Mize's putter failed down the stretch. Still, he sank a 12-footer on the 383-yard par-4 15th before failing to take advantage of the closing hole, the reachable 574-yard, par 5 where he missed a 13-footer.
“I played 18 solid, and barely missed my birdie putt,” Mize said. “I'm very pleased, but I missed a couple of putts, especially one on 9 that I normally make. I don't have any complaints, but 65 is a really good round around this golf course.”
Ralph Paulk is a staff writer for Trib Total Media. Reach him at firstname.lastname@example.org.
Show commenting policy
TribLive commenting policy
You are solely responsible for your comments and by using TribLive.com you agree to our Terms of Service.
We moderate comments. Our goal is to provide substantive commentary for a general readership. By screening submissions, we provide a space where readers can share intelligent and informed commentary that enhances the quality of our news and information.
While most comments will be posted if they are on-topic and not abusive, moderating decisions are subjective. We will make them as carefully and consistently as we can. Because of the volume of reader comments, we cannot review individual moderation decisions with readers.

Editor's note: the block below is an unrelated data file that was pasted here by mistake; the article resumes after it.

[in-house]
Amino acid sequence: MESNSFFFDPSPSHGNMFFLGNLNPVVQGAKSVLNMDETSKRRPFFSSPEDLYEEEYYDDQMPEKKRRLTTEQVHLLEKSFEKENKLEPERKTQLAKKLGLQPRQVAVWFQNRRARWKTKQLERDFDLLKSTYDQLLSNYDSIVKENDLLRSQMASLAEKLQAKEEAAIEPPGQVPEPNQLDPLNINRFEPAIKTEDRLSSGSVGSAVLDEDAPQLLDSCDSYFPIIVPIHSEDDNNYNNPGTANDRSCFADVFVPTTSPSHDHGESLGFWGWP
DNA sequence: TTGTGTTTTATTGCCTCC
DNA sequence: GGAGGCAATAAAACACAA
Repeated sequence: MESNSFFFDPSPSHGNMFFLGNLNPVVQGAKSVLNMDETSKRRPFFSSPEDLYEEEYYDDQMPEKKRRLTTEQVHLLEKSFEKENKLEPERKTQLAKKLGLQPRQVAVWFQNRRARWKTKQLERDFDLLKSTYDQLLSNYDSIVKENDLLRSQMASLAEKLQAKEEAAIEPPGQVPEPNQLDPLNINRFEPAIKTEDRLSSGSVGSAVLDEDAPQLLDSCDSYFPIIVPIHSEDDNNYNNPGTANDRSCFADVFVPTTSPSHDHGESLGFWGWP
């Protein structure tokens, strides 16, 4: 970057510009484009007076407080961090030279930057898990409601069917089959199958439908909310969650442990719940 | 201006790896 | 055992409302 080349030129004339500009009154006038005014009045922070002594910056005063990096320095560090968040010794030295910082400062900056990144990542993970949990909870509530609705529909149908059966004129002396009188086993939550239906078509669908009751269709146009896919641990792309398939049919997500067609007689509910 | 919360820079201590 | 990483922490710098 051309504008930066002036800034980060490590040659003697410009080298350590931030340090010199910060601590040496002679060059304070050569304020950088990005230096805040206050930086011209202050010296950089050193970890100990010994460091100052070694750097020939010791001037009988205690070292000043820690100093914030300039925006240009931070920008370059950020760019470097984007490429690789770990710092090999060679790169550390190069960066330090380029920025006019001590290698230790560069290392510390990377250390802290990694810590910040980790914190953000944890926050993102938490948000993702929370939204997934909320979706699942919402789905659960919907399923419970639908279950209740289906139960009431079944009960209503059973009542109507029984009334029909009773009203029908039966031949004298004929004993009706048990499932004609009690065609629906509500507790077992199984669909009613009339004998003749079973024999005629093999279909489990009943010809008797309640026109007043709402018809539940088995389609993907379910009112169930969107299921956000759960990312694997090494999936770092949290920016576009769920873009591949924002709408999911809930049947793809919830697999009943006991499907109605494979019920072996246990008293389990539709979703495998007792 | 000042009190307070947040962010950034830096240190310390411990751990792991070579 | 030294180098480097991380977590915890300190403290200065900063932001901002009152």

We value thoughtful comments representing a range of views that make their point quickly and politely. We make an effort to protect discussions from repeated comments either by the same reader or different readers.
We follow the same standards for taste as the daily newspaper. A few things we won't tolerate: personal attacks, obscenity, vulgarity, profanity (including expletives and letters followed by dashes), commercial promotion, impersonations, incoherence, proselytizing and SHOUTING. Don't include URLs to Web sites.
We do not edit comments. They are either approved or deleted. We reserve the right to edit a comment that is quoted or excerpted in an article. In this case, we may fix spelling and punctuation.
We welcome strong opinions and criticism of our work, but we don't want comments to become bogged down with discussions of our policies and we will moderate accordingly.
We appreciate it when readers and people quoted in articles or blog posts point out errors of fact or emphasis and will investigate all assertions. But these suggestions should be sent via e-mail. To avoid distracting other readers, we won't publish comments that suggest a correction. Instead, corrections will be made in a blog post or in an article.
- Polamalu could be next in long line of Steelers greats given unceremonial exit
- Homestead Bottom Dollar’s fixtures, equipment head to auction
- Over the falls — Cucumber Falls that is — go 3 Kayakers in OhioPyle
- Mon-Yough communities continue recovery efforts from high waters
- Mon-Yough lawmakers split on Wolf’s budget plan
- McKeesport backs effort to rebuild housing in Seventh Ward
- Members of Steel Valley, Twin Rivers councils of governments to keep jobs in merger
- Penguins’ Lovejoy embracing defensive pairing with Pouliot
- Rossi: Kang would benefit from less attention
- Football star’s mom embraced life with gusto
- Experts: Clinton took dangerous path with email system